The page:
10. Large Pupils (“blind as a bat”):
Pupil size is a function of the balance between the sympathetic nervous system (large pupils) and parasympathetic nervous system (small pupils). Suboptimal acetylcholine levels upset this balance. When the balance is upset, the sympathetic nervous system overrides the parasympathetic nervous system, resulting in large pupils. Large pupils often cause light sensitivity and difficulty focusing.
If you have some of these symptoms and yet you have not been poisoned, you could be dealing with less than optimal levels of acetylcholine, perhaps due to genetics, aging, or inflammation.”
 
My experience of people with ME certainly isn't 'mad as a hatter' or even particularly emotional liability, though it can happen (if only because of feeling chronically exhausted?). There's the normal range of mental health conditions in the ME community just as there is in the healthy population - given we are living with a devastating disease I think we are all remarkably ok in terms of mental health -just fogged, poor concentration, memory may not be brilliant etc. I've not noticed large pupils and think that would be quite obvious when people are checked by doctors, sensitivity isn't just to light, it's to sound, touch, taste, movement etc. PEM is characteristically delayed by 12-24 hours, and also characteristically multi symptom and includes 'feeling as though you have flu' or malaise. Having said that some find TVNS helpful. Where is the low blood volume explained? And while this could be part of a much bigger problem there are other theories about how and why the vagus nerve is impacted. I think the theory is interesting but not something to get particularly focussed on? (I'm not a doctor or a research scientist, just someone with the disease).
 

spark_matter

New Member
Acetylcholine iirc is an amino acid based neurotransmitter, so there may be a connection to metabolic pathway stuff? It doesn't quite explain all of it but may be a part of the overall picture.
 

Raba

Member
Thanks for your thoughtful comments. The names used above in parenthesis are for nemonic purposes only, so ”mad as hatter” for example is not literal. But many PWC have milder versions of all of the above symptoms except for 3 and 10. That is noteworthy. The idea that PEM can be caused by reduced Acetylcholine is very interesting. That in light that issues with Acetylcholine have been repeatedly identified in ME/CFS. Some researchers have tried medicines that inhibit the breakdown of Acetylcholine. They found that is helpful. For example with POTS symptoms. Please kindly see:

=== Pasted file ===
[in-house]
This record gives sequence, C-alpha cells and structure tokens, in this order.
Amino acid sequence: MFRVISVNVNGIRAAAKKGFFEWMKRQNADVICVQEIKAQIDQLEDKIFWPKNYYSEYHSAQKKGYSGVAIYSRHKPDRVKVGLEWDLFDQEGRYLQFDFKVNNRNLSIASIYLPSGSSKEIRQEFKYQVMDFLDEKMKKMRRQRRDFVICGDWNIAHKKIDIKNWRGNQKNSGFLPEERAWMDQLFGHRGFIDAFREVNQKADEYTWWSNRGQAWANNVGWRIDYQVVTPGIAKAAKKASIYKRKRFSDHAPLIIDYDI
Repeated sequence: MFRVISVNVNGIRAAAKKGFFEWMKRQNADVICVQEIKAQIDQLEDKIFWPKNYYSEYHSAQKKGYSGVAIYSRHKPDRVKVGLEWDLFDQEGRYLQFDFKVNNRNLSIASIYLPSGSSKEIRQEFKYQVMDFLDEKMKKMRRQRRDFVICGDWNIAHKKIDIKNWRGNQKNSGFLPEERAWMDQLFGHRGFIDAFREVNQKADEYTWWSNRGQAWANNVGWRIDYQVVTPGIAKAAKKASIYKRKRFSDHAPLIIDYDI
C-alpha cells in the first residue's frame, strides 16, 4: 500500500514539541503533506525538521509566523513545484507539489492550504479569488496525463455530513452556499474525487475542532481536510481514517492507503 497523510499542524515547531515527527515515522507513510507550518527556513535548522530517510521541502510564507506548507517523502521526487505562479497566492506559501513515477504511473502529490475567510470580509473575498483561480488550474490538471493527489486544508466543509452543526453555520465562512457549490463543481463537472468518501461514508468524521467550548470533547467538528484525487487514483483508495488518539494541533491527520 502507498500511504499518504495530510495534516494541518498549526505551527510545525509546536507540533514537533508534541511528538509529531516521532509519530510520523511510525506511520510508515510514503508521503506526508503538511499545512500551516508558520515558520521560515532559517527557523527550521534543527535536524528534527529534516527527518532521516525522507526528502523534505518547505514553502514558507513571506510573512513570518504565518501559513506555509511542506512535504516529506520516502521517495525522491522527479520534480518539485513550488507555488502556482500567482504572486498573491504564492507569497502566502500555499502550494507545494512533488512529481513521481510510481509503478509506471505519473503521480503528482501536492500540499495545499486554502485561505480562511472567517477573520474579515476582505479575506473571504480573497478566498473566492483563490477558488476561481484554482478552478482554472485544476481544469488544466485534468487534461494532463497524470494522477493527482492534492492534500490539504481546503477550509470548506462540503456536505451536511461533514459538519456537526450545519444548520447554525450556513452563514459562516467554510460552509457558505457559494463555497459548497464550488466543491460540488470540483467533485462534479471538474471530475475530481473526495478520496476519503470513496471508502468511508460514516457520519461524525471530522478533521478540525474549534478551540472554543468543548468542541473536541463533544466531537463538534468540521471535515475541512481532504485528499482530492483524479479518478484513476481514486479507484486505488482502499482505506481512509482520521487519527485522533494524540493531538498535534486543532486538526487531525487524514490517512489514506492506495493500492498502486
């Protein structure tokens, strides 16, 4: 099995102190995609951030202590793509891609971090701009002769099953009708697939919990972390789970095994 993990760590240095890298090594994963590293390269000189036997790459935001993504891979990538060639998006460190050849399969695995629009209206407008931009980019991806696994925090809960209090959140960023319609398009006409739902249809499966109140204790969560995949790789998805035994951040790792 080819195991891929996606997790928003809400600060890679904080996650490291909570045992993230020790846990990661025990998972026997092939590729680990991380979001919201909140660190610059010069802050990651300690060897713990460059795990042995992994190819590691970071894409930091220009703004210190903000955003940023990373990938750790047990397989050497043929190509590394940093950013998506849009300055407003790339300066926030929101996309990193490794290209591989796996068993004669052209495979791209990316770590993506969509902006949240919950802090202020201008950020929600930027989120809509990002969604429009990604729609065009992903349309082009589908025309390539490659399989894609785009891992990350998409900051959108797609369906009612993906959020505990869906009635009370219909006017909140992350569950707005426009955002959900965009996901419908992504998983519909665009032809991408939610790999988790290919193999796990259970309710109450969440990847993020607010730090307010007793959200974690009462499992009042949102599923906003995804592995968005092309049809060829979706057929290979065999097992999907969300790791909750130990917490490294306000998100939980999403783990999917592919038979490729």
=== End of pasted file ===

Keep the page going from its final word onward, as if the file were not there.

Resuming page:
I do not believe we have full anticholinergic syndrome. However our symptoms have a strong correlation to reduced Acetylcholine conditions. I have had ME/CFS and POIS for 30+ years and I never tried Phosphatidyl Choline, a supplement that increases Acetylcholine. I was wondering if fellow PWC had.
 

RisingStar

New Member
My clinical symptoms were the result of Chlamydia psittaci a bacterial infection - Yes Phosphatidylcholine supplement was one of the supplements advised to repair the damaged cell membrane caused by the pathogen. If anyone is interested Garth L. Nicolson, Institute for molecular medicine his life work about cell membrane and the treatment.
 

ruanmalan

Member
My acetylcholine drops easily to very symptomatic levels, it has been my worst problem at times. I need to be careful with anticholinergics like antihistamines, there are many.